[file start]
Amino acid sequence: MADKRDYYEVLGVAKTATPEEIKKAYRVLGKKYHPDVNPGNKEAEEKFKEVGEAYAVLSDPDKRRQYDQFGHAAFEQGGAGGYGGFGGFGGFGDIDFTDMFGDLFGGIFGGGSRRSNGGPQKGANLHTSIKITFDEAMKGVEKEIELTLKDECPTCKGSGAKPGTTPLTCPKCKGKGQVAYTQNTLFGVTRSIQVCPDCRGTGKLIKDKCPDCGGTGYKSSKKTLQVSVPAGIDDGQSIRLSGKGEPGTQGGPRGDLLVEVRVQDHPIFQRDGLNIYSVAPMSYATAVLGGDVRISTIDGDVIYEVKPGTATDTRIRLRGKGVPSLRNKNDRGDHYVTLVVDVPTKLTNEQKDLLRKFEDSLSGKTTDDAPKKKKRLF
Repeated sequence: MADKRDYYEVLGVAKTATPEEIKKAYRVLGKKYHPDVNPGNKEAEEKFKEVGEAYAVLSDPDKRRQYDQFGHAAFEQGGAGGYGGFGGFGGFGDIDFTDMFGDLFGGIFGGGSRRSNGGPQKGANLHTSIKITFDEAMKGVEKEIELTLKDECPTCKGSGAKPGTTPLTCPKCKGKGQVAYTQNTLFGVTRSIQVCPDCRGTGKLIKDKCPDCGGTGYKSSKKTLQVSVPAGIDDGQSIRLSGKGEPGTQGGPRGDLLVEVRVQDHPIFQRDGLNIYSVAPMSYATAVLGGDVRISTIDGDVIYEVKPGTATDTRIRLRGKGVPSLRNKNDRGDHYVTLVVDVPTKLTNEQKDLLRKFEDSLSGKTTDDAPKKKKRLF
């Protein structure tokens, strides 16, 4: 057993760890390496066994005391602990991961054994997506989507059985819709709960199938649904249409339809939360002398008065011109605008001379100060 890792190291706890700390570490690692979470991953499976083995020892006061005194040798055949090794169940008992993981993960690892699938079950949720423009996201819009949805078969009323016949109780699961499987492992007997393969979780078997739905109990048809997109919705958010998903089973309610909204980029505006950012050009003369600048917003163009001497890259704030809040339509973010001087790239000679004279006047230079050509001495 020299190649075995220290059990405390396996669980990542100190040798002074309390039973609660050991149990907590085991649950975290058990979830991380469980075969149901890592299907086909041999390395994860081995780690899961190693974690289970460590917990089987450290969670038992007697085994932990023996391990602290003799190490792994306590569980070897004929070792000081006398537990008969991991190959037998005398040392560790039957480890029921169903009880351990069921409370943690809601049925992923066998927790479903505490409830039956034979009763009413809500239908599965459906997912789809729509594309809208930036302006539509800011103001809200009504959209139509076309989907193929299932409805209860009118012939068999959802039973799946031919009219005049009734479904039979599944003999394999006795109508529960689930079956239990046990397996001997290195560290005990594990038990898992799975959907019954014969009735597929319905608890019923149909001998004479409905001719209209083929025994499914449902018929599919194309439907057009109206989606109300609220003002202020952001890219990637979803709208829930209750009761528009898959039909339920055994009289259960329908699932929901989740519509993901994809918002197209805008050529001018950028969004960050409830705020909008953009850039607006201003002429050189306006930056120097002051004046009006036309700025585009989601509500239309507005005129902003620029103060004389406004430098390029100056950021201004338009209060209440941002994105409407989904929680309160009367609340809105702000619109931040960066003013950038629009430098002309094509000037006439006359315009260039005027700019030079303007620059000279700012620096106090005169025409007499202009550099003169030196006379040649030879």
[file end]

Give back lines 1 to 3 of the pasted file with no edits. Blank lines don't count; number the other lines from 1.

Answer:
Amino acid sequence: MADKRDYYEVLGVAKTATPEEIKKAYRVLGKKYHPDVNPGNKEAEEKFKEVGEAYAVLSDPDKRRQYDQFGHAAFEQGGAGGYGGFGGFGGFGDIDFTDMFGDLFGGIFGGGSRRSNGGPQKGANLHTSIKITFDEAMKGVEKEIELTLKDECPTCKGSGAKPGTTPLTCPKCKGKGQVAYTQNTLFGVTRSIQVCPDCRGTGKLIKDKCPDCGGTGYKSSKKTLQVSVPAGIDDGQSIRLSGKGEPGTQGGPRGDLLVEVRVQDHPIFQRDGLNIYSVAPMSYATAVLGGDVRISTIDGDVIYEVKPGTATDTRIRLRGKGVPSLRNKNDRGDHYVTLVVDVPTKLTNEQKDLLRKFEDSLSGKTTDDAPKKKKRLF
Repeated sequence: MADKRDYYEVLGVAKTATPEEIKKAYRVLGKKYHPDVNPGNKEAEEKFKEVGEAYAVLSDPDKRRQYDQFGHAAFEQGGAGGYGGFGGFGGFGDIDFTDMFGDLFGGIFGGGSRRSNGGPQKGANLHTSIKITFDEAMKGVEKEIELTLKDECPTCKGSGAKPGTTPLTCPKCKGKGQVAYTQNTLFGVTRSIQVCPDCRGTGKLIKDKCPDCGGTGYKSSKKTLQVSVPAGIDDGQSIRLSGKGEPGTQGGPRGDLLVEVRVQDHPIFQRDGLNIYSVAPMSYATAVLGGDVRISTIDGDVIYEVKPGTATDTRIRLRGKGVPSLRNKNDRGDHYVTLVVDVPTKLTNEQKDLLRKFEDSLSGKTTDDAPKKKKRLF
């Protein structure tokens, strides 16, 4: 057993760890390496066994005391602990991961054994997506989507059985819709709960199938649904249409339809939360002398008065011109605008001379100060 890792190291706890700390570490690692979470991953499976083995020892006061005194040798055949090794169940008992993981993960690892699938079950949720423009996201819009949805078969009323016949109780699961499987492992007997393969979780078997739905109990048809997109919705958010998903089973309610909204980029505006950012050009003369600048917003163009001497890259704030809040339509973010001087790239000679004279006047230079050509001495 020299190649075995220290059990405390396996669980990542100190040798002074309390039973609660050991149990907590085991649950975290058990979830991380469980075969149901890592299907086909041999390395994860081995780690899961190693974690289970460590917990089987450290969670038992007697085994932990023996391990602290003799190490792994306590569980070897004929070792000081006398537990008969991991190959037998005398040392560790039957480890029921169903009880351990069921409370943690809601049925992923066998927790479903505490409830039956034979009763009413809500239908599965459906997912789809729509594309809208930036302006539509800011103001809200009504959209139509076309989907193929299932409805209860009118012939068999959802039973799946031919009219005049009734479904039979599944003999394999006795109508529960689930079956239990046990397996001997290195560290005990594990038990898992799975959907019954014969009735597929319905608890019923149909001998004479409905001719209209083929025994499914449902018929599919194309439907057009109206989606109300609220003002202020952001890219990637979803709208829930209750009761528009898959039909339920055994009289259960329908699932929901989740519509993901994809918002197209805008050529001018950028969004960050409830705020909008953009850039607006201003002429050189306006930056120097002051004046009006036309700025585009989601509500239309507005005129902003620029103060004389406004430098390029100056950021201004338009209060209440941002994105409407989904929680309160009367609340809105702000619109931040960066003013950038629009430098002309094509000037006439006359315009260039005027700019030079303007620059000279700012620096106090005169025409007499202009550099003169030196006379040649030879």